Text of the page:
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What Do Ocular Migraines Indicate? Types, Causes, Symptoms

Ocular migraines are headaches that are accompanied by a temporary loss of vision in one eye, and they usually don’t indicate a serious condition

Ocular migraines are headaches that are accompanied by a temporary loss of vision in one eye, and they usually don’t indicate a serious condition. 

While an ocular migraine may be alarming, vision changes are temporary and normal vision generally returns as the blood vessels relax. While there are risks of damage to the retina or blood vessels, severe complications are very rare.

What are different types of ocular migraines?

Migraine with aura

Migraine with aura causes symptoms such as flashes of light, blind spots, seeing stars or patterns, and other mild vision changes that resolve quickly. Although visual disturbances are the main symptoms, aura can affect other senses as well and interfere with speech, motor abilities, or smell. 

Migraine aura can occur with or without a headache. While symptoms are usually brief, they continue for more than an hour in roughly 20% of cases. When aura symptoms emerge in conjunction with head pain, they usually occur in the: 

  • Premonitory phase: Phase between the symptoms that warn of an approaching attack
  • Peak pain phase: When the head pain occurs

Migraine with aura affects 25%-30% of people with migraines, and less than 20% of people with migraine aura experience the aura phase with every migraine attack.

Retinal migraine

Retinal migraine is a type of migraine attack that causes vision changes in only one eye before or during the headache phase. Retinal migraine symptoms are more noticeable than aura symptoms and may include reduced vision, twinkling lights, and brief blindness.

Retinal migraine can result in irreversible vision loss. Because it can be difficult for people to distinguish between migraine with aura and retinal migraine, it is critical to visit a doctor if you suspect you have retinal migraine symptoms.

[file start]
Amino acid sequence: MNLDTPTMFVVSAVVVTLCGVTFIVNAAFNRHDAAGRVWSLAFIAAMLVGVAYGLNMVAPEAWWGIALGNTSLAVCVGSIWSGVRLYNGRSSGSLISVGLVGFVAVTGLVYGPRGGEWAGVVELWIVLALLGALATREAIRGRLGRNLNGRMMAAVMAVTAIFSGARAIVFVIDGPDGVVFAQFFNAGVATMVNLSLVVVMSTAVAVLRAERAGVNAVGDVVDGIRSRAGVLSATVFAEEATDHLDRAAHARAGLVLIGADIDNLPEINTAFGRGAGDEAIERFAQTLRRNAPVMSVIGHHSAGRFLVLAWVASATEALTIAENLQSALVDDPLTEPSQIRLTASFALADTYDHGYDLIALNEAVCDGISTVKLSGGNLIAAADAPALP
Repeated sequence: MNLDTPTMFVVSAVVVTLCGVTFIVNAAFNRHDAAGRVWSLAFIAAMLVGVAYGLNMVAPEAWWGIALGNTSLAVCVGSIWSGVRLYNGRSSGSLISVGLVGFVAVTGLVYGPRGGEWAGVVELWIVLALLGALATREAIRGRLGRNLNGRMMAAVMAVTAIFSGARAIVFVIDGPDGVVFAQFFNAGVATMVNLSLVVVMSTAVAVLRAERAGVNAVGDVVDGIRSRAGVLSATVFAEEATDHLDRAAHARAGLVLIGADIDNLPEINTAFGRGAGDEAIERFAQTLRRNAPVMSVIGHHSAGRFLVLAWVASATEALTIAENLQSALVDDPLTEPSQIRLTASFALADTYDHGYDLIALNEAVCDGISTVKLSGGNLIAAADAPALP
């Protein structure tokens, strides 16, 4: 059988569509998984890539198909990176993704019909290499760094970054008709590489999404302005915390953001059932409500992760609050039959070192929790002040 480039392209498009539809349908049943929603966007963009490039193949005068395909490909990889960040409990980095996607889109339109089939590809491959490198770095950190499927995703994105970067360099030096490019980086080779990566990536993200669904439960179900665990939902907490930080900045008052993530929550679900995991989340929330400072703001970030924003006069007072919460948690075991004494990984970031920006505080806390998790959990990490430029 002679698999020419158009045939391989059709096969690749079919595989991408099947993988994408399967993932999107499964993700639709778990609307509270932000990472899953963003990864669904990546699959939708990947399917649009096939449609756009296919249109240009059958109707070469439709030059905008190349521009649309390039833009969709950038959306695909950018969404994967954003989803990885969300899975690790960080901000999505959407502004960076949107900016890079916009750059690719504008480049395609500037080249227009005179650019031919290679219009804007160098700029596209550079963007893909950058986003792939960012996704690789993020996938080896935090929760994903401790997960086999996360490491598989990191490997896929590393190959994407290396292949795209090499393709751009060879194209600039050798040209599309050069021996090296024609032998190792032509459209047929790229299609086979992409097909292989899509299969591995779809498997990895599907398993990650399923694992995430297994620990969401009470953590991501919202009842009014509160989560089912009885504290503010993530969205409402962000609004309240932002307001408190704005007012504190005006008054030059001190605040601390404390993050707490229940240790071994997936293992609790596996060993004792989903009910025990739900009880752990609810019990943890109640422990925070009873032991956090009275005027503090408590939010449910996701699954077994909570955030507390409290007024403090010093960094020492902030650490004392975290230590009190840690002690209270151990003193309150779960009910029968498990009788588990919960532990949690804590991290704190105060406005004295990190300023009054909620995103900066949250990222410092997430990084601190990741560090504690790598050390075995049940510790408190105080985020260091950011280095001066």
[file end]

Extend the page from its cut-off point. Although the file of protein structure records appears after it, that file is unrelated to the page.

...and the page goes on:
Painless ocular migraine

You may not experience a headache if you have a painless ocular migraine. If a headache does occur, it is usually mild. The most common symptoms of an ocular migraine are seeing a fuzzy spot or flashing lights. Other sensory or motor control issues may occasionally accompany vision changes and normally last less than 30 minutes.

If these symptoms arise, you should avoid strenuous activity such as driving until they pass.

Most clinicians do not link ocular migraines with other medical problems. However, it is recommended to visit an ophthalmologist to better understand your vision issues.

What causes ocular migraines?

While the exact cause of ocular migraines is unknown, they are likely caused by the same factors that lead to migraine headaches. 

Triggers and risk factors may include:

  • Hunger or thirst
  • Stress or fatigue
  • Severe heat or strenuous exercise
  • High altitude
  • Caffeine withdrawal
  • Strong odors such as smoke or perfume
  • Foods such as wine, aged cheese, chocolate, and some artificial sweeteners
  • Hormonal changes (puberty, menstrual cycles, or menopause)
  • Strong lights such as fluorescent or strobe lights
  • Reading small text or playing video games
  • Long-distance driving
  • Family history 
  • Female sex

What are common symptoms of ocular migraines?

Symptoms differ from person to person depending on the intensity of the ocular migraine:

  • Blind spot that begins as a small dot and grows larger, typically affecting one eye
  • Temporary blindness in one or both eyes (severe cases)
  • Flashes of lights
  • Flickering lights
  • Bright lines
  • Zig-zag lines
  • Patterns in a star shape 
  • Headaches may or may not be present

How are ocular migraines diagnosed?

Your ophthalmologist will take a complete medical history and conduct a thorough physical examination:

  • Examination: Examination is done in a darkened room using an ophthalmoscope, and you will be asked to look in different directions.
  • Slit lamp examination: You may be given eye drops to dilate your pupils. A powerful light is shone straight into the eye, and the back of the eye is examined under a microscope.

Tests that may be ordered include:

  • Imaging tests such as CT scans or MRI scans
  • Blood tests
  • Spinal taping

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Medically Reviewed on 2/10/2022

References

Image Source: iStock Images

Ocular migraine: https://www.aoa.org/healthy-eyes/eye-and-vision-conditions/ocular-migraine?sso=y

What Is an Ocular Migraine? https://www.sutterhealth.org/ask-an-expert/answers/what-is-an-ocular-migraine

Retinal Migraine Headache: https://www.ncbi.nlm.nih.gov/books/NBK507725/

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